"Bonnie hadn't been herself for a couple of weeks. When she got a real high fever, the family called Dr. Hadley. In those days, doctors made house calls, and he came right over and examined Bonnie. After fifteen minutes, he came into the kitchen to talk to Dottie. Your mother was there helping to care for Bonnie. He broke the news to them that she might have polio. Back in the 40s, there was no polio vaccine. Even the mention of that dreaded disease caused terror for parents. A bleak future awaited anyone with polio - death or an iron lung. If the child were lucky, braces and crippled limbs. After some questions from Dottie, the doctor left.
"Talk about memories of the past being burned into one's mind. Dottie comforted poor little Bonnie while your mother made iced tea, and then they went out on the front porch. They drank the tea as Dottie rocked Bonnie. They talked about what had to be done if she had polio.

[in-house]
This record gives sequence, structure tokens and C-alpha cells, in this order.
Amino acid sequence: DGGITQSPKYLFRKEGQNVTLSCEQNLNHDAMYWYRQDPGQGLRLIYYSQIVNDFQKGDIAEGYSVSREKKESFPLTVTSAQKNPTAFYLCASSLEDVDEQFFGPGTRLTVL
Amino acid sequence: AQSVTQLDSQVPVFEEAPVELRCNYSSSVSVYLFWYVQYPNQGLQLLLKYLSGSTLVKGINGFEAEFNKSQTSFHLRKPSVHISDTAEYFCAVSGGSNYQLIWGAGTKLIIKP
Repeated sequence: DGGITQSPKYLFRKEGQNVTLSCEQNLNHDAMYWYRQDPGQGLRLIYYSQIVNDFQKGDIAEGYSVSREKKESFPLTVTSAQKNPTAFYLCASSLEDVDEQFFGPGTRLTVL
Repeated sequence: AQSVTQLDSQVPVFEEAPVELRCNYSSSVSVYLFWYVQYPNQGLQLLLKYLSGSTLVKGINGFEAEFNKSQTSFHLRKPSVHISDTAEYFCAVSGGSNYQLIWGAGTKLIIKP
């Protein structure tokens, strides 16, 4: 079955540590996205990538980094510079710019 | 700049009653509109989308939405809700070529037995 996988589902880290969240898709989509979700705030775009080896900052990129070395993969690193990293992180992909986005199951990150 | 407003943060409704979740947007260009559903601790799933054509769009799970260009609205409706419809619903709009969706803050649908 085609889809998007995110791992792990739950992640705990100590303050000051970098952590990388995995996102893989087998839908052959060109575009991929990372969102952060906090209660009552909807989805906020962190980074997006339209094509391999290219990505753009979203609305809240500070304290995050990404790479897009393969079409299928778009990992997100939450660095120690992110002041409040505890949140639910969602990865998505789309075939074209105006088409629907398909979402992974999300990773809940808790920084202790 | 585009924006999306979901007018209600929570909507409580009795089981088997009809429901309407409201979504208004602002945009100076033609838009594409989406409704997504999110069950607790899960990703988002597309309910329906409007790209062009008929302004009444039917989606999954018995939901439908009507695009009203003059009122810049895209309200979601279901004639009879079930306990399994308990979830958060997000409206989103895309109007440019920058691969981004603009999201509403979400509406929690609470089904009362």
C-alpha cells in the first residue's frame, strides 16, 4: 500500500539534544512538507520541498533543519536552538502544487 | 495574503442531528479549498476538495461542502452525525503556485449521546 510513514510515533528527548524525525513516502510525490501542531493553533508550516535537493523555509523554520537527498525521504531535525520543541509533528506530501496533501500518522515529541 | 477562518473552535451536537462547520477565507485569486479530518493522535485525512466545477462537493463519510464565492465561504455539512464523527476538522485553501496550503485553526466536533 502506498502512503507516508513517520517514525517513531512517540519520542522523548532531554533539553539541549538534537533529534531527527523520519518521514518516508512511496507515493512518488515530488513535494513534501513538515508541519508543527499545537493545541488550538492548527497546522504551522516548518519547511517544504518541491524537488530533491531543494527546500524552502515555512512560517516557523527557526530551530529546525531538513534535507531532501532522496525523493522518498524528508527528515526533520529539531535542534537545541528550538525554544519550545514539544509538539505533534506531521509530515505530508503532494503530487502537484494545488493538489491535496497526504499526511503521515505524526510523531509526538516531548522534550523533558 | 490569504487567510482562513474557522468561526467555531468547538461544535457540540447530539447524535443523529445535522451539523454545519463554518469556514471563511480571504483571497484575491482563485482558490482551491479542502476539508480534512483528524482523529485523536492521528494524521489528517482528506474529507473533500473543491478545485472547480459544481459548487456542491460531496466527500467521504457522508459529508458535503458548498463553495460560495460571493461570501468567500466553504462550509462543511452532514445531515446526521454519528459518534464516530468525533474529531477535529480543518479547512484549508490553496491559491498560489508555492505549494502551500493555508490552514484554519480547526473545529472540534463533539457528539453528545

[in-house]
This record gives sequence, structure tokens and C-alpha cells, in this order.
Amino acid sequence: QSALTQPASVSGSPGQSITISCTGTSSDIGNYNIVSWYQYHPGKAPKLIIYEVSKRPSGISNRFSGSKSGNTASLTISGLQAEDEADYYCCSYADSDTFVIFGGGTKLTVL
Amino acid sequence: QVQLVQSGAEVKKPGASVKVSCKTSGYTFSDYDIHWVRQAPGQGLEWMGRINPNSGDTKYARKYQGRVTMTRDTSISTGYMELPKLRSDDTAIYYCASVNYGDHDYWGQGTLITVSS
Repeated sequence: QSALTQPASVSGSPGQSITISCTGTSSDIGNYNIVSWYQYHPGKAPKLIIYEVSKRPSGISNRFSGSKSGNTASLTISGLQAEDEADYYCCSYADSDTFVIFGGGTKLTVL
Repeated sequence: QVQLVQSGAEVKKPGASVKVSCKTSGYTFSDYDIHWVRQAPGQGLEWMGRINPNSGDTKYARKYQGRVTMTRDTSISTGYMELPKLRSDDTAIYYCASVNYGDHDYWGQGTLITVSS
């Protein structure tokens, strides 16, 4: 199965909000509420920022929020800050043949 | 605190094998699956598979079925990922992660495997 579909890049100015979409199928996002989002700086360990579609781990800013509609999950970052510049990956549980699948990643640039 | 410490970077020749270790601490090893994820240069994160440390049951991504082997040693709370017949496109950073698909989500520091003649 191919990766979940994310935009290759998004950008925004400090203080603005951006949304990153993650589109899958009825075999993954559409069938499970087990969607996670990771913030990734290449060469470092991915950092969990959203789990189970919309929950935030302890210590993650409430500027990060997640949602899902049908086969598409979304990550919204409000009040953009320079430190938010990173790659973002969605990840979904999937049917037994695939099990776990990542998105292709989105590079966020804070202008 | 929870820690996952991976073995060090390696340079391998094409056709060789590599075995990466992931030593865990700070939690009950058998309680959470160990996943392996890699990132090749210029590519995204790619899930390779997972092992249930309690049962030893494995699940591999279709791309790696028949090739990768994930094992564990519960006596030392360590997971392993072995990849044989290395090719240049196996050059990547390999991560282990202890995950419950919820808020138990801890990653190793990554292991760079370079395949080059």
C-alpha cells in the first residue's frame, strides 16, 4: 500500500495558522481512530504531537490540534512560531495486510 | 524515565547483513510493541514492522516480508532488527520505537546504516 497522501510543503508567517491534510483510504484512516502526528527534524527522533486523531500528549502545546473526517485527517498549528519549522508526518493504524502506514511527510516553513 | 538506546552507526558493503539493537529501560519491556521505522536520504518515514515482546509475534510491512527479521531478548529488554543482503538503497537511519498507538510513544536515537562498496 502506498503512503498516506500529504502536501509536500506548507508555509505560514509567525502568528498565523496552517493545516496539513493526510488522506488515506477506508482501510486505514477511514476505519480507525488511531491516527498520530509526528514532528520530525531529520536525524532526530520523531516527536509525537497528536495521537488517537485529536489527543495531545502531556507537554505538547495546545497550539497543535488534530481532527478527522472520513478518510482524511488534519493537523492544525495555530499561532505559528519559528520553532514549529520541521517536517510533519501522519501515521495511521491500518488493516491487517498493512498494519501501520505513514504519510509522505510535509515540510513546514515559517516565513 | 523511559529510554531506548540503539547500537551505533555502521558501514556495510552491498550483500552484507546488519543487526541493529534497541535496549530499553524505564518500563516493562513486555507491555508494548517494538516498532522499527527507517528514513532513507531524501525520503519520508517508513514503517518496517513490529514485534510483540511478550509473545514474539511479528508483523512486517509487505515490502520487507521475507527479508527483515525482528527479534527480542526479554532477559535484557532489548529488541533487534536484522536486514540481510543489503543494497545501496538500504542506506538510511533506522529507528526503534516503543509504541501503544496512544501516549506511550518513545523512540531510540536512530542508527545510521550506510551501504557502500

After several days, Dr. Hadley confirmed his diagnosis. He talked about getting braces for Bonnie so that she could walk. However, everything that was done over the next several months seemed not to work out well. Bonnie was getting worse.
"Initially, Dottie didn't tell her husband. He had enough to worry about to worry about while fighting the Nazi's in France. As Bonnie got worse, Dottie was caught in a bind. However, just before the Christmas of 1944, matters got worse. Bonnie had to be taken to the hospital in an ambulance due to some complication with her condition. She called your mother, who came over to take care of a couple things. She was about to lock the apartment and join Dottie at the hospital when a serviceman came to the door with a telegram that Dottie's husband had been killed in the Battle of the Bulge. Actually, he had been killed about three weeks before, but the information took days to work its way back to the States. I can only imagine what your mother was going through. How would she be able to tell Dottie about her husband's death in Europe while she was dealing with the trauma of Bonnie's illness?